Fans of any sport are its heart-line. Without them, there would be nothing. Similarly, sports also thrives and in many ways, relies, on teams that build and develop strong supporter bases.
The story of F1 is no different.
Why does Ferrari enjoy exclusive veto power in F1?
While the pinnacle of motorsport racing offers plenty of excitement and helps pit the finest drivers in the world against each other, it also relies on the brand value of its teams.
With big names comes an increased audience and that is, after all, the main aim of most sporting organisations that wish to be profitable.
Ferrari has a long-standing association with F1 and is one of the sport’s most successful teams.
Such is its power that the governing body itself almost bows down to the wishes of the Prancing Horse.
The team reportedly enjoys a ‘nuclear button’ which is exclusively available to them.
It allows the Ferrari management the power to veto any rule changes.
In simpler terms, it has the power to single-handedly block any rule changes that it feels could have an impact on its own team or the sport in general.
This power was initially given to Ferrari in 1980 when it was rumoured that they would walk away from the sport owing to some contentious calls in the previous seasons and general lack of profitability of the sport.
The team still enjoys this veto power, following the Concorde Agreement which was last negotiated in 2019.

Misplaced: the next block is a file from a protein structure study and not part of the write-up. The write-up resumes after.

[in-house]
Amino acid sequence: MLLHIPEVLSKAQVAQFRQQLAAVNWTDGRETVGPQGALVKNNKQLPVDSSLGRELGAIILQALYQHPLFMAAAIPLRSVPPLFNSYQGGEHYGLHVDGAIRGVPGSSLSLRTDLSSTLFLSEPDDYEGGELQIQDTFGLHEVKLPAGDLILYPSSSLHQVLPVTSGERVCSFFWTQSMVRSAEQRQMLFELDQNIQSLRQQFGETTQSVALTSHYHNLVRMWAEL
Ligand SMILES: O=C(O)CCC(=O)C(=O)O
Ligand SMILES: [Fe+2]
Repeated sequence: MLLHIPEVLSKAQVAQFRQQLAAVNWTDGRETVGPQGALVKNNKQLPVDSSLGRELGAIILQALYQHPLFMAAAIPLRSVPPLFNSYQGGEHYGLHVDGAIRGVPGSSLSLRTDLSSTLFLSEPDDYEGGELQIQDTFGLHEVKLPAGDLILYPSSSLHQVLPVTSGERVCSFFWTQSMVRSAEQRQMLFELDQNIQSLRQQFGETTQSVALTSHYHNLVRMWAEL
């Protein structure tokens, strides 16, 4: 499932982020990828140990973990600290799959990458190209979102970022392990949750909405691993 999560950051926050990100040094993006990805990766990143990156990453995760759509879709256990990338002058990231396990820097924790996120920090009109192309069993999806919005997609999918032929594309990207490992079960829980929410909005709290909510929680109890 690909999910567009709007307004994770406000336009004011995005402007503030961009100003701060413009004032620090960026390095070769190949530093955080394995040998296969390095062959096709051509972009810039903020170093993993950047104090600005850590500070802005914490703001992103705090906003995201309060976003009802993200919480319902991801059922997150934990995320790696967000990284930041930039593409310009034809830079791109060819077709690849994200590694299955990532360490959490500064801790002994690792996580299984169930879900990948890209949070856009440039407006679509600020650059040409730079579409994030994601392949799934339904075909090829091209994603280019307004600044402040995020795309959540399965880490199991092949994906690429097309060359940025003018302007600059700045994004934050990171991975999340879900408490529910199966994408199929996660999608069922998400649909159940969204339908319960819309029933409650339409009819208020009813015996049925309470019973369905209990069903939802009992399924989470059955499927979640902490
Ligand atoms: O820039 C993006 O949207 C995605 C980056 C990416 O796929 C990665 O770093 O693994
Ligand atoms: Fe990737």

Even now, it is believed that F1 would struggle as a sport if Ferrari decided to clear out its paddock and walk away.
Will Ferrari use veto power this season?
Ferrari team boss Frederic Vasseur was asked if his team would use this ‘nuclear button’ after its poor start to the 2023 season.
“It’s a team representative and an F1 commission representee on the World [Motorsport] Council,” said Vasseur, answering a question about who has the final say on the use of the veto ability.
“I’m supposed to vote in function of the decisions of the teams, this is crystal clear. [But] the quality of the job done at the F1 commission level is very good.
“When we are bringing something [forward], the next step I think is quite finalised.
“I think Ferrari have never used [the veto] in the past because of the work done at the F1 commission. Even if sometimes we are not on the same page and are fighting each other.
“I don’t see where we could use [the veto] in the short term. I mean that honestly.”
While Ferrari did show plenty of promise last season, Red Bull was just too far ahead of them for long stretches.
Will this season prove to be any different? Let us know in the comments.
Read more: Lando Norris told to ‘think about’ using McLaren exit clause to pursue Mercedes, Red Bull interest